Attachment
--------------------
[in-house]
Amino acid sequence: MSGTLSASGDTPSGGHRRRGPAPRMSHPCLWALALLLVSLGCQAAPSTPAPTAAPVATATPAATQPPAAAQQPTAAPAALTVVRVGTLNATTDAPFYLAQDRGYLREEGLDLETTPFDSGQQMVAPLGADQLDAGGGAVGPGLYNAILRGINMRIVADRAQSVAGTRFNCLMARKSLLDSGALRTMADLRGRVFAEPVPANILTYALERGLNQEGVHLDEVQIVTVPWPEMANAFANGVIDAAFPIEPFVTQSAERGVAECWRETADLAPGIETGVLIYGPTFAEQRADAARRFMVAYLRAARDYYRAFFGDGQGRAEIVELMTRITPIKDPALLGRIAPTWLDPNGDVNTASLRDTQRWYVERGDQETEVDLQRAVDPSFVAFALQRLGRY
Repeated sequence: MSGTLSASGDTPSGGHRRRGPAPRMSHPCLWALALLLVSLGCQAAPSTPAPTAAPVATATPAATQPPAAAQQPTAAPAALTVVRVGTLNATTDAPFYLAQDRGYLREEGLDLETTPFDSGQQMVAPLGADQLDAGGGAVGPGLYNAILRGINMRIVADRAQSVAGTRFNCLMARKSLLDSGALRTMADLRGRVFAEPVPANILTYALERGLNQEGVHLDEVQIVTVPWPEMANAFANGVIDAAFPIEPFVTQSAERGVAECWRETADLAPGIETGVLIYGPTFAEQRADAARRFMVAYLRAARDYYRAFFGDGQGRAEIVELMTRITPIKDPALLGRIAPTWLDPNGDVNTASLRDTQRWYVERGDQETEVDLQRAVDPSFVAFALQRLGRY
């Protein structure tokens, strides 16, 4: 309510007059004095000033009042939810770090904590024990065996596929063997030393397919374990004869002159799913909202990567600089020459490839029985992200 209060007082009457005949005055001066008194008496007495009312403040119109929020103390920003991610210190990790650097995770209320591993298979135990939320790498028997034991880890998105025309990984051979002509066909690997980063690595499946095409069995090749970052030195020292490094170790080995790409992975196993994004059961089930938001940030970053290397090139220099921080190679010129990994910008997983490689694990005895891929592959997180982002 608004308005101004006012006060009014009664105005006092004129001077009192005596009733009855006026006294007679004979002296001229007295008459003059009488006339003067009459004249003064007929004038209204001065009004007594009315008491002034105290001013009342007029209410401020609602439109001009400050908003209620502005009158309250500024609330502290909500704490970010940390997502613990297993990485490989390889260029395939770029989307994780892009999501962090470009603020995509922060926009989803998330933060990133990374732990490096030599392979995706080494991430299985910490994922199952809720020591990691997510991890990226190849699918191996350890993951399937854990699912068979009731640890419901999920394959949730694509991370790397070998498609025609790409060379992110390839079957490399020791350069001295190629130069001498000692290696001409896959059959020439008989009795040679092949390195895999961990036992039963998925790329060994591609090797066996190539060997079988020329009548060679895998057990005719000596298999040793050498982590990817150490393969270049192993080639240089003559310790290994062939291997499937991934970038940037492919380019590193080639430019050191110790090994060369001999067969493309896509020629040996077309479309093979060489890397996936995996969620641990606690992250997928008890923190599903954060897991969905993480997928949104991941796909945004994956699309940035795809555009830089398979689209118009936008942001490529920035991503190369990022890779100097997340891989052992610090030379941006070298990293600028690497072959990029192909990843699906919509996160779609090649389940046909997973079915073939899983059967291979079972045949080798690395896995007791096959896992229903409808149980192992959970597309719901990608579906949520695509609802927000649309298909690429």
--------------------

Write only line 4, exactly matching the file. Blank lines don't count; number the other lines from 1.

């Protein structure tokens, strides 16, 4: 309510007059004095000033009042939810770090904590024990065996596929063997030393397919374990004869002159799913909202990567600089020459490839029985992200 209060007082009457005949005055001066008194008496007495009312403040119109929020103390920003991610210190990790650097995770209320591993298979135990939320790498028997034991880890998105025309990984051979002509066909690997980063690595499946095409069995090749970052030195020292490094170790080995790409992975196993994004059961089930938001940030970053290397090139220099921080190679010129990994910008997983490689694990005895891929592959997180982002 608004308005101004006012006060009014009664105005006092004129001077009192005596009733009855006026006294007679004979002296001229007295008459003059009488006339003067009459004249003064007929004038209204001065009004007594009315008491002034105290001013009342007029209410401020609602439109001009400050908003209620502005009158309250500024609330502290909500704490970010940390997502613990297993990485490989390889260029395939770029989307994780892009999501962090470009603020995509922060926009989803998330933060990133990374732990490096030599392979995706080494991430299985910490994922199952809720020591990691997510991890990226190849699918191996350890993951399937854990699912068979009731640890419901999920394959949730694509991370790397070998498609025609790409060379992110390839079957490399020791350069001295190629130069001498000692290696001409896959059959020439008989009795040679092949390195895999961990036992039963998925790329060994591609090797066996190539060997079988020329009548060679895998057990005719000596298999040793050498982590990817150490393969270049192993080639240089003559310790290994062939291997499937991934970038940037492919380019590193080639430019050191110790090994060369001999067969493309896509020629040996077309479309093979060489890397996936995996969620641990606690992250997928008890923190599903954060897991969905993480997928949104991941796909945004994956699309940035795809555009830089398979689209118009936008942001490529920035991503190369990022890779100097997340891989052992610090030379941006070298990293600028690497072959990029192909990843699906919509996160779609090649389940046909997973079915073939899983059967291979079972045949080798690395896995007791096959896992229903409808149980192992959970597309719901990608579906949520695509609802927000649309298909690429």